For years, we in Congress have held closely to the notion that we know better than the average American how to spend his or her money.  Facilitated by economists like John Maynard Keynes, we the Congress have increased the government's share of the economy to over 30%, and have invented taxes on about anything, in part by portraying every tax cut a subsidy for the rich, rather than a return of hard-earned income to the productive. 

We have taken the money you might have spent on private schools to fund a public school system that lags most of the Western world.  We have taken the money you might have used to pay your cable bill to pay for a alternative to Nickelodeon and the Discovery Channel, but for effete snobs.  We have taken the money you might have used to buy a new car or a vacation to gift billionaire sports team owners with new stadiums and to subsidize millionaire farmers who have never actually done any farming....[note the resolution continues with examples for another 16 pages]...

We are sorry.



Libertarians and Republicans

As a libertarian that voted rather unenthusiastically Republican in the last election, I am right here with Ryan Sager:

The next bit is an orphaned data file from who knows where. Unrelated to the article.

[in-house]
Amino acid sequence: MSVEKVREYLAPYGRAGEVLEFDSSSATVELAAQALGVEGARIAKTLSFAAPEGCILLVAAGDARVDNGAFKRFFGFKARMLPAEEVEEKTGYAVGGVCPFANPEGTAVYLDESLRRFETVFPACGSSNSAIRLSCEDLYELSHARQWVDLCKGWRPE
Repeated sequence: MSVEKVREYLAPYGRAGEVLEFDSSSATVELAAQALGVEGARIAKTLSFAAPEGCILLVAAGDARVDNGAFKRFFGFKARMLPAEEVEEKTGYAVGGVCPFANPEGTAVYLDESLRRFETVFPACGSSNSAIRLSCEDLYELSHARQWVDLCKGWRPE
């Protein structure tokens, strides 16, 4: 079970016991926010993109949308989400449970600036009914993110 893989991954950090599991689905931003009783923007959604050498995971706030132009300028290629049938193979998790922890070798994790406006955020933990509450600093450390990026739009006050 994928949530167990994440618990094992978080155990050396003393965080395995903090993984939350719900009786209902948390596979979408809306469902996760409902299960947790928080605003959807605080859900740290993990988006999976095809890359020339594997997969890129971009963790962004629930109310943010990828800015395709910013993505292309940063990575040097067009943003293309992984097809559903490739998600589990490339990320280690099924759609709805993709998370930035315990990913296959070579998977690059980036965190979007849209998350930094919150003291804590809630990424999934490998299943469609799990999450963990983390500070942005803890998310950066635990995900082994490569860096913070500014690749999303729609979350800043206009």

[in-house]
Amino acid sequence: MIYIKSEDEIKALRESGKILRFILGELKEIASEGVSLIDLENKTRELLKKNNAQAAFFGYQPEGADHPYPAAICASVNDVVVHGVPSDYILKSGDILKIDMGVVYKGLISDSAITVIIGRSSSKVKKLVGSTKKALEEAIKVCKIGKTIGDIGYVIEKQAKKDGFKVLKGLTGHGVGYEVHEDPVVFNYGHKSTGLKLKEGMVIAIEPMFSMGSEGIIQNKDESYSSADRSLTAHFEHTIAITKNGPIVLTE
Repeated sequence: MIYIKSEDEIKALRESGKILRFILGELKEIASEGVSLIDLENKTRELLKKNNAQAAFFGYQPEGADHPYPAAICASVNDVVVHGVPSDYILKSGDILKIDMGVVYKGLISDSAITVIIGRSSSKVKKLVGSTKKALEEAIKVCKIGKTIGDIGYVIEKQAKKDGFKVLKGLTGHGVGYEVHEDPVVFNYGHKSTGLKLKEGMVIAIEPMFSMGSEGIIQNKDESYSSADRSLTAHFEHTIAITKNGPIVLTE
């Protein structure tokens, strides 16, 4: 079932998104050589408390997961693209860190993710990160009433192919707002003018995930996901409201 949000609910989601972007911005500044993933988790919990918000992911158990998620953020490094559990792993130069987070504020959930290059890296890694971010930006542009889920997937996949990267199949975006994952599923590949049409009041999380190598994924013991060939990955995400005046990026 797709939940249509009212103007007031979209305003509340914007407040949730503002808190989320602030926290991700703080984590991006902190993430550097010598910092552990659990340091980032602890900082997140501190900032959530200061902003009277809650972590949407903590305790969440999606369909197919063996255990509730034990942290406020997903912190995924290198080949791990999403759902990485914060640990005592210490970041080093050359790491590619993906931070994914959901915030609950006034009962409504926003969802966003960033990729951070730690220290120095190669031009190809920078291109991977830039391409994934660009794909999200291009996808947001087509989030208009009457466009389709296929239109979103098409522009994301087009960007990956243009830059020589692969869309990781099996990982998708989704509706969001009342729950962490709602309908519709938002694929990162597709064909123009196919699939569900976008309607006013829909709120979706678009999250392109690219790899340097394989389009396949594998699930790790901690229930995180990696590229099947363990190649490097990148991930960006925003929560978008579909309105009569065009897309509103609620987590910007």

some libertarian types may have been upset with President Reagan's
deficits, he was at least singing from their hymn book: Government is
the problem, not the solution. George W. Bush on the other hand has
never even gone to the trouble of aping a small-government posture.
Instead, Bush has adopted one of Reagan's other famous lines, sans
irony: I'm from the government, and I'm here to help.


represents a fundamental shift in the direction of the Republican Party
and a threat to its traditional alliances. The shift is self-evident.
Instead of being the party that tries to rein in entitlement spending,
the Republican Party is now the party of the $1.2 trillion Medicare
prescription-drug benefit. Instead of being the party that is opposed
to even having a federal Department of Education, the Republican Party
is now the party of extensive intrusion into local schoolhouses by Washington.
And instead of being the party of the rule of law and state's rights,
the Republican Party is now the party of Congressional intervention
into the thoroughly adjudicated medical decisions of an individual

A few weeks ago I wrote here that about the high-stakes battle over judicial nominations.  When Republicans were out of power, they could be trusted to support non-activist judges against liberal activist alternatives.  Now, however, my fear is that Republicans may have shifted their stand, seeking to nominate activist conservative judges.  Leaving no one at all in Washington to support a constitutional separation of powers.